almost every primary cycle, is one many would rather
avoid, favoring instead a focus on defeating Trump.
Several candidates said they thought Trump should be
impeached and others called him a racist.
"The first thing I am going to do is Clorox the Oval
Office," New York Sen. Kirsten Gillibrand said.
Biden's struggling 2020 competitors see no better way to
undermine his candidacy than raising questions about his
commitment to black voters and women.
Anticipating a rough night, Biden greeted Harris onstage
by quipping, "Go easy on me, kid."
She did not and he often responded in kind.
Biden charged that Harris' health care plan would cost
taxpayers $3 trillion even after two terms in office and
would force middle-class taxes to go up, not down. He
said that would put Democrats at a disadvantage against
"You can't beat President Trump with double talk on this
plan," he said.
Harris slapped back that Biden was inaccurate.
"The cost of doing nothing is far too expensive," Harris
said. She added: "Your plan does not cover everyone in
For the first time in the months-old Democratic contest,
Harris faced pointed attacks on her plan to provide
universal health care. Harris faced criticism from all
sides this week after releasing a competing plan that
envisions a role for private insurance with strict
government rules, but she wants to transition to a
single-payer government-backed system within 10 years.
And she was also challenged for her record as a
prosecutor and California's attorney general, notably by
Rep. Tulsi Gabbard of Hawaii.
There were also tense exchanges on immigration that
pitted Biden against former Obama housing secretary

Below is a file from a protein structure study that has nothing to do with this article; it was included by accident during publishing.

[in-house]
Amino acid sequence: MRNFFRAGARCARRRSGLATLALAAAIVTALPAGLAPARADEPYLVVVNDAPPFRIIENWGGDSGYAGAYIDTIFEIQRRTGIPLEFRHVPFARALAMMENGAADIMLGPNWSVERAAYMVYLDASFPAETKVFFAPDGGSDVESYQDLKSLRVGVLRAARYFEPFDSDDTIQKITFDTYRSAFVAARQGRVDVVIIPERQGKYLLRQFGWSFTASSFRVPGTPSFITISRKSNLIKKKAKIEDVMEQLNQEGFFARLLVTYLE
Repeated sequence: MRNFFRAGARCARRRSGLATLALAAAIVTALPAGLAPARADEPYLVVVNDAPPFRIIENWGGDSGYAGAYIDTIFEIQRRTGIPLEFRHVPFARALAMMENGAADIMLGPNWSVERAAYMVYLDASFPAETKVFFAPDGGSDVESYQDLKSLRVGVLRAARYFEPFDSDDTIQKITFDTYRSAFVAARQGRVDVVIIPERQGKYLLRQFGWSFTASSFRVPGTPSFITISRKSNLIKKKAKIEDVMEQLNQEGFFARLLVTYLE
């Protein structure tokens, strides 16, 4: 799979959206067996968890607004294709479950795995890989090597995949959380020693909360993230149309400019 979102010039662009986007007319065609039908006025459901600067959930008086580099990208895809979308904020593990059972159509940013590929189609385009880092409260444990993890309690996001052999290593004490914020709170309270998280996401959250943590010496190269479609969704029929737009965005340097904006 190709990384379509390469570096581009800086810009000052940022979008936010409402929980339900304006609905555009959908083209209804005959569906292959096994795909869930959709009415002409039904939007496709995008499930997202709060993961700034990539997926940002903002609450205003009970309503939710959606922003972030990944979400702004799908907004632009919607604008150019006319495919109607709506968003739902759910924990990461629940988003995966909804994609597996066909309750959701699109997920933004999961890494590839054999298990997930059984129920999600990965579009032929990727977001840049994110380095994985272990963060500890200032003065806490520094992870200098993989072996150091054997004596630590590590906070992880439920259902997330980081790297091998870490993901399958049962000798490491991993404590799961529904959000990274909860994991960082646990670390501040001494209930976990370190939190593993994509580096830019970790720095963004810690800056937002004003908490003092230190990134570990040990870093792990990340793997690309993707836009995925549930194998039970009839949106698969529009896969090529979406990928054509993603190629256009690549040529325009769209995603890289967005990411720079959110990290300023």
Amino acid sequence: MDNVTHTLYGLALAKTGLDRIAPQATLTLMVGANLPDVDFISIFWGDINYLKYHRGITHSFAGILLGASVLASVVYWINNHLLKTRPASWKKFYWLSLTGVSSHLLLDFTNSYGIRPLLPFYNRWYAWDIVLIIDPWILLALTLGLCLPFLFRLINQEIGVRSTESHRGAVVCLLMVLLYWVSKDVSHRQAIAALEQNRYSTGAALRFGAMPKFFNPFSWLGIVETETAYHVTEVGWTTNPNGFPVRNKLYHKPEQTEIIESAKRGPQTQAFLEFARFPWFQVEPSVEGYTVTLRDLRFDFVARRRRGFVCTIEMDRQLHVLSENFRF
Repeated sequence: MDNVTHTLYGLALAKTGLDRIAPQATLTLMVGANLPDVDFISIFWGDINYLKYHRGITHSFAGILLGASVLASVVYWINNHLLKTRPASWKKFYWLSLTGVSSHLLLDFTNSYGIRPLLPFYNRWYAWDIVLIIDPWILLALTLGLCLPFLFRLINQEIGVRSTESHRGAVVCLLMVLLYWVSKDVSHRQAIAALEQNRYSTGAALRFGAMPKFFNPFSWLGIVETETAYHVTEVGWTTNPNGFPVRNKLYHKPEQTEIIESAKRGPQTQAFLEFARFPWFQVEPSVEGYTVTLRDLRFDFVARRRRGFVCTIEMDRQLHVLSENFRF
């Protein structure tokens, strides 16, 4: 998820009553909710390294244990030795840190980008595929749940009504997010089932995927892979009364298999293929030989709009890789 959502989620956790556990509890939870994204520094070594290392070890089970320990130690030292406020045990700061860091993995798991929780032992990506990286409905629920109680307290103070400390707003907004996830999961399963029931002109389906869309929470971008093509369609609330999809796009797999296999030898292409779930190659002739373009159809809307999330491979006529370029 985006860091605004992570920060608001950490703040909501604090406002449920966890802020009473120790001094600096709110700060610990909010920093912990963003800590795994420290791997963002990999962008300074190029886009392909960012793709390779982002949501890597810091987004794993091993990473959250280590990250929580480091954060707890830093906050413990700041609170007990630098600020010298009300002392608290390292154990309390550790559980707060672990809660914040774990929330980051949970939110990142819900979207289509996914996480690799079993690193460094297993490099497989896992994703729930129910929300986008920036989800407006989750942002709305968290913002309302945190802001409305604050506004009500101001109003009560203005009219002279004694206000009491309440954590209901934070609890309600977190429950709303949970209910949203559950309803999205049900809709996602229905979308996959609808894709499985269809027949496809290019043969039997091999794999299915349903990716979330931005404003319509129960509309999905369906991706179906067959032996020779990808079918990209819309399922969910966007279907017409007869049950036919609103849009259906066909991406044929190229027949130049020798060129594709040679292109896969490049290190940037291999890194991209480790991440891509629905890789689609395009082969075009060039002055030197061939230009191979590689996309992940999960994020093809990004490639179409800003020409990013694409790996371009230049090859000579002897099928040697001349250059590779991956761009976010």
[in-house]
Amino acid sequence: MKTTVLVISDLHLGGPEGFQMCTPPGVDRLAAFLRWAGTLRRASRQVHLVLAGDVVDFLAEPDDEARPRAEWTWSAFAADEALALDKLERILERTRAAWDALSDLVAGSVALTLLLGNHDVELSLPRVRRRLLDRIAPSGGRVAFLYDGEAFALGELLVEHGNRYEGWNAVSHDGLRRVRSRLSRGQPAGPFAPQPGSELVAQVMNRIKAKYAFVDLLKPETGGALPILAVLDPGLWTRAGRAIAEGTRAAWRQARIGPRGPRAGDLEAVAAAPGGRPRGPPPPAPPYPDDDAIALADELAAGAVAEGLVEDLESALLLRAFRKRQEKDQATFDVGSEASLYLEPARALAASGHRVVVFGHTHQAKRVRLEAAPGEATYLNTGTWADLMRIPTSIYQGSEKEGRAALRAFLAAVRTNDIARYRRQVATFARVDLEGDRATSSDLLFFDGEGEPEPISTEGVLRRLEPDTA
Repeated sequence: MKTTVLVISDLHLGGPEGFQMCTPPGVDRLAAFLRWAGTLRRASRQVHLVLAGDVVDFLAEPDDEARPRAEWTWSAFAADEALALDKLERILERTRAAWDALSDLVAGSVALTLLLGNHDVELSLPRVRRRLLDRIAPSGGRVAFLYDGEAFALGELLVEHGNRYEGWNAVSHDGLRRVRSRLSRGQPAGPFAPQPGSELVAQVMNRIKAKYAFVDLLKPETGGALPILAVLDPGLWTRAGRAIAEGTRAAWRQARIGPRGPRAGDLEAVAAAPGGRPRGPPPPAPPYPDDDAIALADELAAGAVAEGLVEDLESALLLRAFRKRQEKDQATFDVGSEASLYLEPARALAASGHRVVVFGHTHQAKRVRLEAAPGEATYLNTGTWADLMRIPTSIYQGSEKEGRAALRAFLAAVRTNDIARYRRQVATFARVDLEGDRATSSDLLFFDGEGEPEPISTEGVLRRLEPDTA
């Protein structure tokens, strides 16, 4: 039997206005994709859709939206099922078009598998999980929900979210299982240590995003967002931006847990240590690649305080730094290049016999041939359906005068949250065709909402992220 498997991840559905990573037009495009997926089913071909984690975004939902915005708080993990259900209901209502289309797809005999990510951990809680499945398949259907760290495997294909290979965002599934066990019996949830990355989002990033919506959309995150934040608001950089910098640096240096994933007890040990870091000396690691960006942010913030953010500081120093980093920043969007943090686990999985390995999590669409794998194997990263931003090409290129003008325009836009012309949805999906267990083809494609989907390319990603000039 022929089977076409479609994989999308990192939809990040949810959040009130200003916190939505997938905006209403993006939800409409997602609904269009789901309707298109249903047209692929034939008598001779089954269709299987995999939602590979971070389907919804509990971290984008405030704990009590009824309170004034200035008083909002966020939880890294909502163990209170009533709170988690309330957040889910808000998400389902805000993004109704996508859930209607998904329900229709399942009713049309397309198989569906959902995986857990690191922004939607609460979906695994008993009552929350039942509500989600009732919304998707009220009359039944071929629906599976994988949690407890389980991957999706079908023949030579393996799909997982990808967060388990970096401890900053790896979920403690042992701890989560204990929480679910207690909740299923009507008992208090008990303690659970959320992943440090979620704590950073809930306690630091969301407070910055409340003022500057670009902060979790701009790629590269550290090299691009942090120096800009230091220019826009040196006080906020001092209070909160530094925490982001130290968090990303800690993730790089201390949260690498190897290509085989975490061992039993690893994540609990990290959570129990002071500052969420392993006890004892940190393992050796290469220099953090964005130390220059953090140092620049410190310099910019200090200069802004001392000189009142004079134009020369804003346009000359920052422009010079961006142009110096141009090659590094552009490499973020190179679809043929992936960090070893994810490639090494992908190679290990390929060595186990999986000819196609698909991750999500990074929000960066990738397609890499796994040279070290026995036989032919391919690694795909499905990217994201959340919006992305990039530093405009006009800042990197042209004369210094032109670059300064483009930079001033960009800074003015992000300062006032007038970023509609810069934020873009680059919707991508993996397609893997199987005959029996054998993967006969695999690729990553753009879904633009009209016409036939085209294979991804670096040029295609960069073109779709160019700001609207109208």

Juliαn Castro, the only Latino candidate in the race.
Biden suggested that some of his rivals favor
immigration laws that are far too forgiving. Castro, for
example, would decriminalize illegal border crossings.
"People should have to get in line. That's the problem,"
Castro shot back: "It looks like one of us has learned
the lessons of the past and one has not."
Biden did have a defender of sorts in Sen. Michael
Bennet of Colorado, who derided the cost and impact of
"Medicare for All" on middle-class families and those
with private health insurance.
While the first primary votes won't come for six more
months, there is a sense of urgency for the lower-tier
candidates to break out. More than half the field could
be blocked from the next round of debates altogether
and possibly pushed out of the race if they fail to
reach new polling and fundraising thresholds implemented
by the Democratic National Committee.
The dire stakes have forced many Democrats to turn
against one another in recent weeks. But their common
focus was how they characterized Trump's impact on
One of them, Washington Gov. Jay Inslee, was
"We can no longer allow a white nationalist to be in the
White House," he said.
AP FACT CHECK: Persistent
distortions on migrants, economy
Former Vice President Joe Biden and Sen. Kamala
Harris, D-Calif., participate in the second of two
Democratic presidential primary debates hosted by
CNN Wednesday, July 31, 2019, in the Fox Theatre in
WASHINGTON Some of the
Democratic presidential contenders dug in their heels
with unsupported rhetoric about immigration, the economy
and more in the final debate before the stage shrinks.
Several persisted in their distorted depiction of caged